Veteran center Vincent Lecavalier, who had confirmed at the conclusion of the season that he would retire, officially announced his retirement on Tuesday by issuing a statement that thanked the Lightning and Kings in addition to members of his family, his agent and former teammates and coaches.
As I publicly announced at the time I was traded to the Los Angeles Kings, the 2015/16 season would be my last in the NHL. I recently informed the Kings that I am stepping away from the game and will no longer play professional hockey. It is my desire and intention to retire.
Hockey has provided me so much in my lifetime but requires an incredible commitment. It is now time for me to devote more time to my family.
I want to take this opportunity to thank the people who have helped me along the way and shared this journey with me. First and foremost, I would like to thank my parents, my wife, Caroline, my brother Philippe, sister Genevieve and my entire family. I could not have accomplished anything without your love and support. Thank you to the Tampa Bay Lightning for drafting me and providing me the opportunity to embark on my NHL career. I will never forget winning the Cup together in 2004, and the incredible support from Lightning fans. To the LA Kings, thank you for providing me the opportunity to finish my career on a positive note. To the coaches who have developed me and challenged me – you made me a better player and person. To my agent, Kent Hughes, thank you for all your efforts and support throughout my career.
Hockey is the greatest team sport in the world. There is nothing like sharing a locker room with your teammates and competing together day in and day out. I have made lifelong friends and I’d like to thank them for making this an unforgettable journey…. Thank you
I challenge you to find one person in the sport who would have anything negative to say about Lecavalier, who has been renowned throughout his career for being a class act and a guiding presence to his teammates. At the end-of-season media availability, he kept his post-playing career options open but did hint at possibly returning to Tampa at an appropriate time to serve as a team ambassador.
“I’m not sure what I want to do right now,” Lecavalier said. “To be honest, there are probably 10 guys from when we won the Cup that are [in Tampa] now. I think they’re growing the game – Mathieu Garon, he didn’t win with us, but he played there after. I think there are 10 or 11 guys that I played with that are back there and growing that youth hockey, and I think that’s important.”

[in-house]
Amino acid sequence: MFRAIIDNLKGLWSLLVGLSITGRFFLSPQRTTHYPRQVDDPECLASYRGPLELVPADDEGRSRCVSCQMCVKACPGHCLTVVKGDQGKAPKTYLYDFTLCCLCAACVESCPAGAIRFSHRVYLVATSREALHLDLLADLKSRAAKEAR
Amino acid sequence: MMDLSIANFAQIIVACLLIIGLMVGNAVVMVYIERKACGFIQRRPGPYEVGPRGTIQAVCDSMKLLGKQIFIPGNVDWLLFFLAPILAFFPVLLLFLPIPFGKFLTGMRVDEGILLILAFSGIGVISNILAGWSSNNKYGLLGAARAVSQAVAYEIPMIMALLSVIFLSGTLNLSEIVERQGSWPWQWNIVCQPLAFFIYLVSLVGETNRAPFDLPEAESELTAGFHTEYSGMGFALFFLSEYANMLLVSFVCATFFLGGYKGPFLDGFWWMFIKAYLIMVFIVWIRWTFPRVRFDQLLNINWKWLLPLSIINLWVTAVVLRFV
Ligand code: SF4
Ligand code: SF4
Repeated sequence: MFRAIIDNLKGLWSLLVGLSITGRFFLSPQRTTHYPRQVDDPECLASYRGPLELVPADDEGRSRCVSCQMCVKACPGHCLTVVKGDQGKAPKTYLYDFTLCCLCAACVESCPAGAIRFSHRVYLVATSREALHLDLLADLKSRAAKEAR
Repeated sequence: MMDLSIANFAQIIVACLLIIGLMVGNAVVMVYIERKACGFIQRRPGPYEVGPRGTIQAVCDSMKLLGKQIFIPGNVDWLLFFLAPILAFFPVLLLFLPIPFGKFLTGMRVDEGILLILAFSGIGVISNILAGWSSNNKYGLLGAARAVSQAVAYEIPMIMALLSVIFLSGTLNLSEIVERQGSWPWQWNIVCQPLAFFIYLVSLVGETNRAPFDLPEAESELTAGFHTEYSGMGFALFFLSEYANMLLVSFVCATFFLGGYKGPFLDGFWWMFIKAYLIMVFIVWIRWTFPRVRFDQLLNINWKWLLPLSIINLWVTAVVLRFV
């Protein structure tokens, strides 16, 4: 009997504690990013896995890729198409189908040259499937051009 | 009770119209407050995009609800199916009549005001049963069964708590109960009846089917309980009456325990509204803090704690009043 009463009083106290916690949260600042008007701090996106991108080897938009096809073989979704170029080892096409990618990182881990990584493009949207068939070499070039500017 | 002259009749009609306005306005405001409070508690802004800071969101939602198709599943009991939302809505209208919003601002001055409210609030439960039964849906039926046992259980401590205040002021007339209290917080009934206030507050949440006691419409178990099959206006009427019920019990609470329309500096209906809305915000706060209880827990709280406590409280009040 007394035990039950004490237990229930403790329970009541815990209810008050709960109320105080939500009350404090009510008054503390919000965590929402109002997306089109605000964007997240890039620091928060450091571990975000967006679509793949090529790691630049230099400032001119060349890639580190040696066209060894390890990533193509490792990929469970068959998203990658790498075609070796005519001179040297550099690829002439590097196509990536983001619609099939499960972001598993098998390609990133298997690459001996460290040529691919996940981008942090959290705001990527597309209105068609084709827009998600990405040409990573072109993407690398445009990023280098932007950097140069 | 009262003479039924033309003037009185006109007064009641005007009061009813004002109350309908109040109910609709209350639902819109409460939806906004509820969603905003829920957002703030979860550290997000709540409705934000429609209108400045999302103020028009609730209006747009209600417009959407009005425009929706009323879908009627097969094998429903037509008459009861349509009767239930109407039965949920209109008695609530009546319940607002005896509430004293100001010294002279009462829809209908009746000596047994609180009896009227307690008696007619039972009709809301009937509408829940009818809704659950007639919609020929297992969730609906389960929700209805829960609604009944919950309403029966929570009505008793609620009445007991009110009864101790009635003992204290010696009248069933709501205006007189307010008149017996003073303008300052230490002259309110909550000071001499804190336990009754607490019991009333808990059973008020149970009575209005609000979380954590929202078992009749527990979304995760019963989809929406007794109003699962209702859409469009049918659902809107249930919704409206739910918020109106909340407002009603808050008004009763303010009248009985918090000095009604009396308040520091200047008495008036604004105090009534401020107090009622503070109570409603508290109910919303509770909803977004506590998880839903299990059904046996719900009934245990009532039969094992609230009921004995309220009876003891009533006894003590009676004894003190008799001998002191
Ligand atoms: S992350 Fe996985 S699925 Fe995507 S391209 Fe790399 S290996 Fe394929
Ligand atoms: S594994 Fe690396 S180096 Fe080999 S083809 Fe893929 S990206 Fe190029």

“I see it here, and I ask people, I’m like, ‘Wow, like, has this always been [this way]? This is unreal, this program.’ My son’s been playing, and this is a great program. The last four or five years, it makes sense. The winning, hockey gets bigger, and then the Kings getting involved and everything – that’s what teams have to do to grow the game. You’ve got to have good programs for the kids to get better, and they do a great job, and I’m obviously going try to help in Tampa, for sure.”
The first pick in the 1998 NHL Draft, Lecavalier logged 1,212 regular season games with Tampa Bay, Philadelphia and Los Angeles, amassing 421 goals, 528 assists and 949 points. He was an alternate captain on the 2004 Lightning team that defeated Darryl Sutter’s Calgary Flames in seven games to capture the Stanley Cup.
Because he signed his contract under the current CBA, there is no cap recapture penalty that Los Angeles or Philadelphia faces. LA Kings Insider had already adjusted 2016-17 financials with the understanding that Lecavalier would retire, so financials as provided by this site will not change. The Kings have allocated roughly $64.843M to 19 players for the 2016-17 season, dollar figures that include Mike Richards’ cap recapture and settlement. The NHL’s salary cap, based on reports and foresight, appears to be in the range of $73-million for 2016-17. That’s based on the players exercising their 5% escalator clause, which seems like a good bet.
“He came right here and put his foot on the pedal. He’s a proud guy. You don’t be a Stanley Cup champion and a great player and one of the captains on a Stanley Cup champion unless you’re a great player,” Sutter said in March. “…When he came here, he basically plays behind Kopi and Jeff, so it’s a good fit if you still have the passion to do it. There’s a point in everybody’s career also where that passion diminishes, but his certainly hasn’t, and to me, I’ve said it on different occasions since I’ve been here, that’s why I think he’s a Hall of Fame player.”